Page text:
Wow that is amazing. I had not been reading for a long time but I have started again and I am really enjoying it. Seeing peoples lists here makes me want to read more.
  7. The Comedian's Avatar
    Thanks for stopping by all --

    @fifth -- I really enjoyed reading Metamorphoses. I had read parts of it in Latin way back when at the university. But I wanted to read the whole thing (in English, my Latin days are behind me). I've been on an epic poem kick for a while, so I try every year to get in a few new ones. Well worth your time, with some beautiful stories. The metamorphosis theme gets a little wearisome after a long while, that that might have just been that I was itchin' to get on to something else too.

    @ Virgil and qimi -- Twain was one of the main authors that I wanted to focus on last year, and it was time well spent. Connecticut Yankee is akin to Guliver's travels and, as such, is deep with satire. Heck, even the main character, Hank, and the author of the book himself are satirized. No body escapes.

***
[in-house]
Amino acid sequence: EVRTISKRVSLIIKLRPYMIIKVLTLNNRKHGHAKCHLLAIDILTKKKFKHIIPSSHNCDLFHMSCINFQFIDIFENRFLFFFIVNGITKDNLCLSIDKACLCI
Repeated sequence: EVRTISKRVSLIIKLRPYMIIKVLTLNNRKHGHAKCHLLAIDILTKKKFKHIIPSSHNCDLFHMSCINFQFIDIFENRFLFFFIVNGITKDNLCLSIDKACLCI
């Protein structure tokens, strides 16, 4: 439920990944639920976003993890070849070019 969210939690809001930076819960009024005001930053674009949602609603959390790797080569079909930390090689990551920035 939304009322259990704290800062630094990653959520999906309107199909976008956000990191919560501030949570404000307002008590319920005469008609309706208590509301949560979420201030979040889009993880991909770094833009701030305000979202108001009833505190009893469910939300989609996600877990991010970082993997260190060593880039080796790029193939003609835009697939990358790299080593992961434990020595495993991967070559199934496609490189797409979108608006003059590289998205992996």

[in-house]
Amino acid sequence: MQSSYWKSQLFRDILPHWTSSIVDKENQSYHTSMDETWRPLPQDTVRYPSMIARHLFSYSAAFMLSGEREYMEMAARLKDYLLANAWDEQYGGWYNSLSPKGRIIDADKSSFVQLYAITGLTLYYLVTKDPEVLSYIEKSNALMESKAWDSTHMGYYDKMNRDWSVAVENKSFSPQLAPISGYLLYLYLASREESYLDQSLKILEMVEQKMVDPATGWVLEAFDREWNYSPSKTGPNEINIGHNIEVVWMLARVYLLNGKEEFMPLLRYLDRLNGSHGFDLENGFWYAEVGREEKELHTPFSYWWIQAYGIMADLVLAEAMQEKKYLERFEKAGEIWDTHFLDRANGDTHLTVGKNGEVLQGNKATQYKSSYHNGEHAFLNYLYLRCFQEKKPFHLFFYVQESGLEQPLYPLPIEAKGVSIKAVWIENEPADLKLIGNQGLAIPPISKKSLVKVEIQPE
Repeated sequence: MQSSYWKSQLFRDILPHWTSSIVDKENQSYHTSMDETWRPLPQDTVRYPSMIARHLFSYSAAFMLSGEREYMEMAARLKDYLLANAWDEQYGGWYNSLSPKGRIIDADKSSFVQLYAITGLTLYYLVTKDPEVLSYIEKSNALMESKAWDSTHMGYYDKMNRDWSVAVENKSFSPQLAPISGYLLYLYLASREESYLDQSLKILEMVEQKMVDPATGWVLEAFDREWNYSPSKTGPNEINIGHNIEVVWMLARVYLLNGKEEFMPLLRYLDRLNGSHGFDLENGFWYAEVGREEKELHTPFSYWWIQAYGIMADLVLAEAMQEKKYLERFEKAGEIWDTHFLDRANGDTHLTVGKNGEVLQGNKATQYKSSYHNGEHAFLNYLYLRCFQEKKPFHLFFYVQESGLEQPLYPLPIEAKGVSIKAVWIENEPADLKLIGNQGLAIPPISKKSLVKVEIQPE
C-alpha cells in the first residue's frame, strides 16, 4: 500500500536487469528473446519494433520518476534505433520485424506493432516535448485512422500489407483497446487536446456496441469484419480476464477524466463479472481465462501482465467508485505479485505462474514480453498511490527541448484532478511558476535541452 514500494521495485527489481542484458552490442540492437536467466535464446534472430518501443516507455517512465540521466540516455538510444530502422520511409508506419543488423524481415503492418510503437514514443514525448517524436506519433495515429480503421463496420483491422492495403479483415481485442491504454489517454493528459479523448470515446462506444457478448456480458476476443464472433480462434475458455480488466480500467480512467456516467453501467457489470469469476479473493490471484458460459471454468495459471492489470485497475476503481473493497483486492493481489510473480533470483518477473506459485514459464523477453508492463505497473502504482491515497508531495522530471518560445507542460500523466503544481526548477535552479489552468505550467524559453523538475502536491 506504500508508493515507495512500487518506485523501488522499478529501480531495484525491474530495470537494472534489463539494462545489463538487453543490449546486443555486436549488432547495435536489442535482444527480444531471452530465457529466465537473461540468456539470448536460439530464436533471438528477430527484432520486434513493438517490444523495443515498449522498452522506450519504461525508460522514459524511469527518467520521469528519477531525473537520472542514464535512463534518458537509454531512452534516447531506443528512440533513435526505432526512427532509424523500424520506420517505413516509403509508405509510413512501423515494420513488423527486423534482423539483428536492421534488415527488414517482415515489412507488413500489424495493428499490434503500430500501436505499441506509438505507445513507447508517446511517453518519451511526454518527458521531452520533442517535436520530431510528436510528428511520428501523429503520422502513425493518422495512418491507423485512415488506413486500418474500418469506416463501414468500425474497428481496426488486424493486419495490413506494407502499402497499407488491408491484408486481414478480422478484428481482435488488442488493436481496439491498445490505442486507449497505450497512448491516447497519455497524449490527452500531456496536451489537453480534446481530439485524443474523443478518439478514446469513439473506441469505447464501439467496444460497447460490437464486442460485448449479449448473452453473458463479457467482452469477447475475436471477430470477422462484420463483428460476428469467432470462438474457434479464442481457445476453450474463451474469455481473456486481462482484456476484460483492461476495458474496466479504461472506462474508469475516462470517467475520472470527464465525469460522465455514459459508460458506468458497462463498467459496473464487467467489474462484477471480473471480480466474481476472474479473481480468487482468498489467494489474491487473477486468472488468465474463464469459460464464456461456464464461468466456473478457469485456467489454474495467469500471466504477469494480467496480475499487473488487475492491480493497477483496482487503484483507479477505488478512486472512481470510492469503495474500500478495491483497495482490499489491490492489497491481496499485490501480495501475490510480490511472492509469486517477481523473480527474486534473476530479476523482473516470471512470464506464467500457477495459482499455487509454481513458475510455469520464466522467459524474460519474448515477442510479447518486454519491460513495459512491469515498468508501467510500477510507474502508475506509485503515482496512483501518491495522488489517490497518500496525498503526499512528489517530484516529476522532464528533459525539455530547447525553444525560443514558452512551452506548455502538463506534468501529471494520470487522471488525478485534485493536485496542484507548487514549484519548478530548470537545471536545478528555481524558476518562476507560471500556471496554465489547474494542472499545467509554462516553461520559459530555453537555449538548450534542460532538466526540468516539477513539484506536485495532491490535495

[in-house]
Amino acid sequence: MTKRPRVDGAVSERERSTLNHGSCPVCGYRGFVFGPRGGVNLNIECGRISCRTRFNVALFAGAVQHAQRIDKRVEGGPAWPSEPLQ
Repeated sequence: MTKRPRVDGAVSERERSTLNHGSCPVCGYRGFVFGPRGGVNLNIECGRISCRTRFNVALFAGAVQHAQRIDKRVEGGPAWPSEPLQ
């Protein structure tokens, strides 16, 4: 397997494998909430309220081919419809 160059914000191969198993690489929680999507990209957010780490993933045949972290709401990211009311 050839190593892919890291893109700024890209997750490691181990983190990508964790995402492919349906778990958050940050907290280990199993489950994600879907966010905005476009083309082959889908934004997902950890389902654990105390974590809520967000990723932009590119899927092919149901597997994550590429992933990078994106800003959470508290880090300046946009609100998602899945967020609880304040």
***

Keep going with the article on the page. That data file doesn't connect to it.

No, I haven't read Life on the Mississippi, but I'd love to. That and Roughing It are the two Twain reads that I'd like to get done in 2013. Maybe we could have a little Twain reading group some this year. That would keep me motivated. I'd certainly be okay with Life on the Mississippi. In fact, I think that I have a copy of it in my "Fish Room" (our family's word for what's commonly known as 'man cave').

    @ Virgil and Fifth -- I love reading philosophy. In fact, much of my non-obligated reading time was devoted to philosophy even before I decided to get a degree in the subject. I think that Fifth, you hit the rabbit on the cottontail -- it is very relaxing to read. And even in my literature life, I've always found reading and the arts as a search for meaning, even a temporary sense of meaning was at once exhilarating and calming. I guess philosophy offers that directly. Of course it helps when you read philosophy written by a gifted writer such as Plato, Schopenhauer, Dewey, James, Mill, Hume, Kierkegaard. . . . Oh, and yes, Seneca is great writer, Virgil. And he's a stoic, so if you like stuff from people like Marcus Aurelius or Epictetus, you'd like Seneca.
  8. QomoYhobu's Avatar
    [QUOTE=TheFifthElement;bt60918]That's an amazing list, Comedian.